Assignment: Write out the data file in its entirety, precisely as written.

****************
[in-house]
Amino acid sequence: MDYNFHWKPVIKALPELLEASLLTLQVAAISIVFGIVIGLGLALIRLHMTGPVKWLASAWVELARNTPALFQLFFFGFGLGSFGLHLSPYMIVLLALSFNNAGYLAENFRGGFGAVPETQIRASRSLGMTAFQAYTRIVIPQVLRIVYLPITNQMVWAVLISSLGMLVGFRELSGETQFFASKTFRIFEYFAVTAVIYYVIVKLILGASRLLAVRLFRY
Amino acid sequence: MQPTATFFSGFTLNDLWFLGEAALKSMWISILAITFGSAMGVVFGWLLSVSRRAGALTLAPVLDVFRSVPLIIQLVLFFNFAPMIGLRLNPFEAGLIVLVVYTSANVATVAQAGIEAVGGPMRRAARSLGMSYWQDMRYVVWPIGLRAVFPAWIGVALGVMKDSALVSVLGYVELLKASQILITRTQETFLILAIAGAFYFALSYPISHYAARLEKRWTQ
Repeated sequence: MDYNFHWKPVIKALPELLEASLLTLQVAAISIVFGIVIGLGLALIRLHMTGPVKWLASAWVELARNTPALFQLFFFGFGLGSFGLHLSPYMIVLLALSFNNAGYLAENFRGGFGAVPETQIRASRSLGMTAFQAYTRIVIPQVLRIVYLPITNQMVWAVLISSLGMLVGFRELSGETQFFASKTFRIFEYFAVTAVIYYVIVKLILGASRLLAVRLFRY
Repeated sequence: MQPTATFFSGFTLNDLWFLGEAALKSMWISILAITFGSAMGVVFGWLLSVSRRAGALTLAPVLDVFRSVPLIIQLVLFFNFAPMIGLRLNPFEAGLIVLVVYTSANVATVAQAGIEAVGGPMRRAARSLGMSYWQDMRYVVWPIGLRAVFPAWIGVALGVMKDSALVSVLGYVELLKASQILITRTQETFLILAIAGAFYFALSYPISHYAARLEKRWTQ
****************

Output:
[in-house]
Amino acid sequence: MDYNFHWKPVIKALPELLEASLLTLQVAAISIVFGIVIGLGLALIRLHMTGPVKWLASAWVELARNTPALFQLFFFGFGLGSFGLHLSPYMIVLLALSFNNAGYLAENFRGGFGAVPETQIRASRSLGMTAFQAYTRIVIPQVLRIVYLPITNQMVWAVLISSLGMLVGFRELSGETQFFASKTFRIFEYFAVTAVIYYVIVKLILGASRLLAVRLFRY
Amino acid sequence: MQPTATFFSGFTLNDLWFLGEAALKSMWISILAITFGSAMGVVFGWLLSVSRRAGALTLAPVLDVFRSVPLIIQLVLFFNFAPMIGLRLNPFEAGLIVLVVYTSANVATVAQAGIEAVGGPMRRAARSLGMSYWQDMRYVVWPIGLRAVFPAWIGVALGVMKDSALVSVLGYVELLKASQILITRTQETFLILAIAGAFYFALSYPISHYAARLEKRWTQ
Repeated sequence: MDYNFHWKPVIKALPELLEASLLTLQVAAISIVFGIVIGLGLALIRLHMTGPVKWLASAWVELARNTPALFQLFFFGFGLGSFGLHLSPYMIVLLALSFNNAGYLAENFRGGFGAVPETQIRASRSLGMTAFQAYTRIVIPQVLRIVYLPITNQMVWAVLISSLGMLVGFRELSGETQFFASKTFRIFEYFAVTAVIYYVIVKLILGASRLLAVRLFRY
Repeated sequence: MQPTATFFSGFTLNDLWFLGEAALKSMWISILAITFGSAMGVVFGWLLSVSRRAGALTLAPVLDVFRSVPLIIQLVLFFNFAPMIGLRLNPFEAGLIVLVVYTSANVATVAQAGIEAVGGPMRRAARSLGMSYWQDMRYVVWPIGLRAVFPAWIGVALGVMKDSALVSVLGYVELLKASQILITRTQETFLILAIAGAFYFALSYPISHYAARLEKRWTQ